Certain grads-to-be might be thinking to themselves: “This is it. The end of my schooling. I’ll never have to study for another test, write another term paper, hit the books for research.” And we alums (Who Know Better) can only shake our heads and chuckle. Life brings all sorts of situations you have to cram for, and, in many professions, research.
Take musical theatre creation, for example. (And when aren’t we?) In John Lahr’s profile of the doyenne of Broadway directors, Susan Stroman, there’s this:
A stickler for research, Stroman had prepared a twelve-page information packet for the dancers who had been called for Day 1. In the packet was a glossary of terms, including “Greenwich Village,” “bohemian,” “Prohibition,” “gangster,” and “flappers,” along with citations for the show’s visual influences. To give the cast a taste of the playground of New York in the twenties, Stroman had inserted a couple of pages from the May 23, 1929, issue of The New Yorker: “A Conscientious Calendar of Events Worth While.”
For me, this touched off a nostalgic recollection to Day 1 of rehearsals of Such Good Friends, where wunderkind director Marc Bruni presented a similar packet about my setting. Brad Oscar, Tony-nominated for a Stro show, must have found this idea familiar. And all our very bright performers ate it up. Ace comic choreographer Wendy Seyb had investigated the dances performed on early television. Costumer Lisa Zinni brought magazine clippings of the sort of clothes my characters might wear. We even had a dramaturg who could have raised an alarm about any anachronism in my script.
I’m embarrassed to admit we missed one: one of my lyrics mentioned the Cincinnati Bengals, a team that didn’t exist in the 1950s. A well-known critic approached me at intermission, with a “gotcha” look on his face. And he was the second football fan I’d heard from! So I told him I’d just learned of my error and already had a replacement lyric ready to go. This so impressed him, he wrote a column praising me as one of the few writers these days who cares about getting details right.
I’ve an entire shelf of books I read, boning up on McCarthyism, in my preparation for writing Such Good Friends. The show is not a true story, but I wanted to show how the blacklist actually worked and affected people. So, I pored through stories of the Red Scare’s many victims. I was particularly inspired by the story of two old friends who had sons who were best friends. When one appeared before the House Un-American Activities Committee and named names, the other told his son he could no longer see the other man’s son. And, some time later, he succumbed to the pressure to name names himself. So dramatic. And I wrote it up for my musical, although eventually the piece evolved in ways that I didn’t need it, and cut it.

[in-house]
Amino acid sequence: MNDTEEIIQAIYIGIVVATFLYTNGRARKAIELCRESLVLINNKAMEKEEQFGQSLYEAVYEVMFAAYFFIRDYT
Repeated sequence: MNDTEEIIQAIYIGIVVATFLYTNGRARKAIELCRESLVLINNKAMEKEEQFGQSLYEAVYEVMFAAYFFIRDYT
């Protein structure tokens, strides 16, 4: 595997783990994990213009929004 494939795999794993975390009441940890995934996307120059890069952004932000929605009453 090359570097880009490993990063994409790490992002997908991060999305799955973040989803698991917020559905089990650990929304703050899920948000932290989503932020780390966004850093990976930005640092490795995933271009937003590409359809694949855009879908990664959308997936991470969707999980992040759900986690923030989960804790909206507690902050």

In that case, I researched for many years. In the case of The Pirate Captains, I had a fairly strict deadline. So I could only afford a few weeks nosing through dusty volumes. I did this in the picturesque Jefferson Market Library, a former jail in Greenwich Village. In studying these outlaws of the seas, I unearthed a buried treasure of fascinating lore. And no tale was more fascinating than that of Anne Bonney and Mary Read, the Atlantic Ocean’s cross-dressing pirate queens.
Here’s the tale as I remember it: Separately, and for different reasons, Bonney and Read dressed as men, and fooled everybody. Skilled swordswomen, they joined the crew of Calico Jack Rackham, and met on his ship, each thinking the other was a man. And, as is more likely to happen in a musical, or Shakespeare, than in life, they developed feelings for each other. Each thought these were heterosexual feelings, and had to find the right time to reveal their true gender. Once clothes were shed, though, it became clear that the lust they felt could only be manifested in Sapphic ways. Meanwhile, Captain Jack was becoming fonder and fonder of Bonney, and must have thought his attraction was homosexual. Eventually, both women’s secrets were revealed to him, leading them into a true sexual triangle. When the British captured the ship, all were convicted of piracy. Rackham was hanged but both women pleaded their bellies as both were pregnant and therefore could not be executed. That’s a mighty sexy story, as stories go. I’d previously encountered it in Erica Jong’s novel, Fanny (which was later adapted into a musical by Marsha Norman and Lucy Simon) which is far less sexy than you’d expect a Jong book to be.
But there was a big problem in my using the tale in my musical. I’d been commissioned by a company looking to bring musical theatre to middle schools. Inspired as I was by Bonney and Read, I knew my commissioner would never accept a story about a pair of bisexual women. I settled, instead, for a comedy in which a young woman’s frustrations with the limitations imposed on 18th century girls leads her to become a pirate. And the passion she feels for her fellow pirate is instantly dashed when he’s revealed to be a she. It’s all very silly, far closer to The Pirates of Penzance than Boublil and Schönberg’s later flop, The Pirate Queen, which was inspired by the same story, and took it very seriously.
Speaking of not taking things too seriously, I just received the new CD by Tom Carrozza. (It includes our holiday collaboration, Christmas In O’Hare.”) In researching the musical we wrote together, Area 51, we learned about all sorts of incredible things people believe about the government base in Nevada where, supposedly, things that fall from outer space are brought. Everything in our show is completely silly, but it, too, has a basis in fact. Well, not fact, per se, but stuff we researched in books and journals.